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Raymond R





Joined: 05 Oct 2006

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PostPosted: Sun 08 Oct, 2006 10:37 pm    Post subject: Feasibility of a leaf bladed longsword         Reply with quote

Many of us have seen the recent explosion of celtic and pseudo-celtic 'culture' in recent years. Many of us have also seen the Lord of the Rings... yet, we don't see surviving historical leaf shaped blades in longswords. Is there a particular reason for this? one would think the added weight and slight curve would enhance the cutting performance due to physics, yet these swords didn't seem to exist in the middle ages in europe (In asia, however, leaf blades were present, but only in short swords. also, look at ancient greece). Why don't these things exist, and if it probably is because they aren't practical, why?
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Matt Phillips




Location: England
Joined: 22 Feb 2006
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PostPosted: Mon 09 Oct, 2006 4:31 am    Post subject:         Reply with quote

Raymond,

"In asia, however, leaf blades were present, but only in short swords." I think this is exactly the point. In short swords, this was quite practical because with more weight towards the tip, and the shape of the blade, you could turn a shorter sword into a respectable cutter. However, as we have seen, people usually stuck with designs that worked best for them. And in this sense, it was not necessary to produce a leaf shaped blade on a long sword because it's balance and mass already produced good cutting ability.

Matt

"Mine honour is my life; both grow in one; take honour from me and my life is done." William Shakespear
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Scott Hanson




Location: La Crosse, WI
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PostPosted: Mon 09 Oct, 2006 9:47 am    Post subject:         Reply with quote

Another thing to consider is the level of armor you're facing, I think. The cultures with leaf-bladed swords (and forward curving, which I consider a more extreme example of the same approach) also generally had lighter armor than faced by a medieval longsword. While the weight towards the tip might produce stronger cuts, it would inhibit thrusting a bit, both agility of the point and the additional width preventing deeper penetration. I think the tip would generally penetrate deep enough, but the loss of point control would probably be considered pretty serious.
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Jeroen Zuiderwijk
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Location: Netherlands
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PostPosted: Mon 09 Oct, 2006 11:59 am    Post subject:         Reply with quote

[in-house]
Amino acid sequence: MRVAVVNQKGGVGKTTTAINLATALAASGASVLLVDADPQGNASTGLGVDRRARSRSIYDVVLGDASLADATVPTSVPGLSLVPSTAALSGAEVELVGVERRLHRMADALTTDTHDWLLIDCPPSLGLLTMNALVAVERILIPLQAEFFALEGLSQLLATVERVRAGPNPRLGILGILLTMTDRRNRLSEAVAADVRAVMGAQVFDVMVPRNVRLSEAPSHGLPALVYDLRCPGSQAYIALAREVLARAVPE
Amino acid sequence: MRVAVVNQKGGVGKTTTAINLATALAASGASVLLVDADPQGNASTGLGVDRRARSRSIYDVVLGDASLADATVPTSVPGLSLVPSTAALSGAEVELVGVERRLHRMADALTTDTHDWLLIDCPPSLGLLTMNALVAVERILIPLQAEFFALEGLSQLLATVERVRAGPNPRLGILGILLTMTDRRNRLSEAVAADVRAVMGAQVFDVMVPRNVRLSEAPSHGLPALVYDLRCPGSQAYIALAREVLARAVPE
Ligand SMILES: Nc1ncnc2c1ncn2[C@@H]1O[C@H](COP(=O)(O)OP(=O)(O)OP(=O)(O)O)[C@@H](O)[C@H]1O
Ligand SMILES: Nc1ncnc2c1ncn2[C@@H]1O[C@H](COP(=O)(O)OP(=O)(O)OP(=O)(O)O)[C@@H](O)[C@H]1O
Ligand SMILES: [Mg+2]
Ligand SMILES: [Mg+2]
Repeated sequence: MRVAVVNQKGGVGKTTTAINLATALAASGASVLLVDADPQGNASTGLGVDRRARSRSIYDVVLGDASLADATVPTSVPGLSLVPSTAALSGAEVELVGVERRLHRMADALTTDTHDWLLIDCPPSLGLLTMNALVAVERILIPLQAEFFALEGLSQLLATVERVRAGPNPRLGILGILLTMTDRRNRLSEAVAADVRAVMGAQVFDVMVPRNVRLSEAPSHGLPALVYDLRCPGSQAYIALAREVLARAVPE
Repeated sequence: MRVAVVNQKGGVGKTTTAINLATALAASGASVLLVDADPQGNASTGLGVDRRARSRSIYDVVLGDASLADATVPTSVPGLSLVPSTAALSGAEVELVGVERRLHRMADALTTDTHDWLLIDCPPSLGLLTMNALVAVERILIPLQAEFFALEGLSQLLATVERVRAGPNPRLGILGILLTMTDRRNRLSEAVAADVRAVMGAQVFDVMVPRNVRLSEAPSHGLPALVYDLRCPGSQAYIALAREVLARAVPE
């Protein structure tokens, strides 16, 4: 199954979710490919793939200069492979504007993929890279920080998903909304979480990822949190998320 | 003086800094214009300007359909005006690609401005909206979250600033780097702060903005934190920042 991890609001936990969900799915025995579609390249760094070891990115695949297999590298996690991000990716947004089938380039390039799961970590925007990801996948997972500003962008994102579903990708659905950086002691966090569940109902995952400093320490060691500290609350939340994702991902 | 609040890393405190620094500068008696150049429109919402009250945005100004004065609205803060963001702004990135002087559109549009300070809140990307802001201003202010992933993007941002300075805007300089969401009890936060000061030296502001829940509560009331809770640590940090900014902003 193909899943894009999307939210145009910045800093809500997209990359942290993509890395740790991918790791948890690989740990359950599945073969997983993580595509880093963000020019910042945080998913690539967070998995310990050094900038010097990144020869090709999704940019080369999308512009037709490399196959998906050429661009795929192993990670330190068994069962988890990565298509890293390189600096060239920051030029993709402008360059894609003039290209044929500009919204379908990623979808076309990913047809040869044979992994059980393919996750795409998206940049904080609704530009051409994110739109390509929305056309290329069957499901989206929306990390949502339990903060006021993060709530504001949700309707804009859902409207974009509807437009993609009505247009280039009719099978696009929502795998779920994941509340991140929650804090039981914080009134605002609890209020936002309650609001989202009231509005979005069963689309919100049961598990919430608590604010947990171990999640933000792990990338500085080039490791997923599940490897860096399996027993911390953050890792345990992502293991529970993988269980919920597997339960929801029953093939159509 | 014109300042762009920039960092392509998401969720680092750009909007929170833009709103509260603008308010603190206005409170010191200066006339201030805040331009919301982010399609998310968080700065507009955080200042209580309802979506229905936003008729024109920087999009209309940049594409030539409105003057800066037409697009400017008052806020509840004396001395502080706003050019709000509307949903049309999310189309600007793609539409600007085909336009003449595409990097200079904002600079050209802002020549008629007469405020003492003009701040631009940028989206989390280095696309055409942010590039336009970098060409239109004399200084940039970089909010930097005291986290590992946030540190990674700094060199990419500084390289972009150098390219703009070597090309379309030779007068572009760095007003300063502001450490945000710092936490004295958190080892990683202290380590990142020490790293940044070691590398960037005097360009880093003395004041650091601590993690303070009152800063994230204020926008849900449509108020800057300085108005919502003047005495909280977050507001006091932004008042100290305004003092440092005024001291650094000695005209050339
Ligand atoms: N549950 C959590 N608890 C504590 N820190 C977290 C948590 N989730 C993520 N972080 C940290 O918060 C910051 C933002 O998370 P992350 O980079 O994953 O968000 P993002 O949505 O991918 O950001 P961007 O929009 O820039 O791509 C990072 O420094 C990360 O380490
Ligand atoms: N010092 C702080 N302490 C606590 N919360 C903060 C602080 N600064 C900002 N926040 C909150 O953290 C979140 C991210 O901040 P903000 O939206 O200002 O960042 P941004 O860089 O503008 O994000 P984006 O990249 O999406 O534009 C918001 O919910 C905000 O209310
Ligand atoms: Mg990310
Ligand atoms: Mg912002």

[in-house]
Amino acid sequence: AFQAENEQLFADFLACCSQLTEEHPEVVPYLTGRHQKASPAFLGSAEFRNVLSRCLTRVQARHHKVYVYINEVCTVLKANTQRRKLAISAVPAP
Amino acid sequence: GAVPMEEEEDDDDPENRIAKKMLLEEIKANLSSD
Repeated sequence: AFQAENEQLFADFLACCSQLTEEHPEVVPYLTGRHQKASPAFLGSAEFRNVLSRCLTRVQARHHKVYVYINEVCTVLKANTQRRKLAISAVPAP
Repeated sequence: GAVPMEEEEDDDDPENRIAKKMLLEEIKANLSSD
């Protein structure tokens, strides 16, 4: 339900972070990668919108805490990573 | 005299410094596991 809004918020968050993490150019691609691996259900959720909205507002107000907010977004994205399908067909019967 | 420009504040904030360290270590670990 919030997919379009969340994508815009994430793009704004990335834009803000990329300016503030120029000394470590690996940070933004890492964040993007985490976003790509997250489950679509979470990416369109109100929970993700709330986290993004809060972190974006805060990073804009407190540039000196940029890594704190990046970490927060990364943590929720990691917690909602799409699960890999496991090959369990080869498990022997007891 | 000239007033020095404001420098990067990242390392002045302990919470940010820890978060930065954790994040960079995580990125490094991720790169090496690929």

Matt Phillips wrote:
Raymond,
In short swords, this was quite practical because with more weight towards the tip, and the shape of the blade, you could turn a shorter sword into a respectable cutter.
Actually, the leafbladed swords don't have more mass towards the tip at all compared to non-leafbladed variants. Leafbladed swords generally have a significant taper, to prevent the blades from getting front heavy. If they did have more mass to the front, they'd get very unwieldy. One of the bronze reproductions I have exactly has too much mass near the front, and it's slow and makes it feel like it's going to tear your arm off. The ones I have that are proper reproductions are very quick and agile blades, with a COG quite near the hilt.

One of the reasons to apply a leaf shape is to get a curved cutting edge, which makes the blade cutt easier then a sword with a straight edge. The shorter the blade, the more significant the curve. If you stretch out the blade to long sword length, the curve is so shallow that the effect is completely negligable. If you look at the latest bronze swords, which got up to 70 cm in lenght (including hilt), the curve is already so shallow that it's nearly a straight edged sword (see example: http://1500bc.com/bronzeage/bronzes/Gundlingen_27_apr_2006_1.jpg). Later swords that got even longer solved this by only having a section of the blade curved, followed by a straight edged front section. Also looks nice, but it's not the classic leafbladed form anymore. Another reason for a leafshape, is to get a wider cut when thrusting, therefore creating a lot more damage. If you want that effect with a longsword, your going to have to thrust it quite deeply Happy The reason to make the blade more narrow towards the hilt, is because you need a good thickness to prevent the blade from bending out of plane. Longswords are generally made from well hardened steel, combined with their lenght and thinness make them flex, rather then bend permantly. So no need for that either.
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Harry Pretat




Location: New Jersey
Joined: 25 Aug 2006

Posts: 6

PostPosted: Mon 09 Oct, 2006 4:39 pm    Post subject:         Reply with quote

If the difference between a leaf-bladed sword and a straight sword was THAT negligeble, it seems odd to me that no one would use them, as it is very visually appealing.
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Jean Thibodeau




Location: Montreal,Quebec,Canada
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PostPosted: Mon 09 Oct, 2006 7:37 pm    Post subject:         Reply with quote

Just an observation: A short leaf blade with a very highly curved front section sort of reminds me of the " S " shape of a Kukri
Falcata style blade but strait and double edged.

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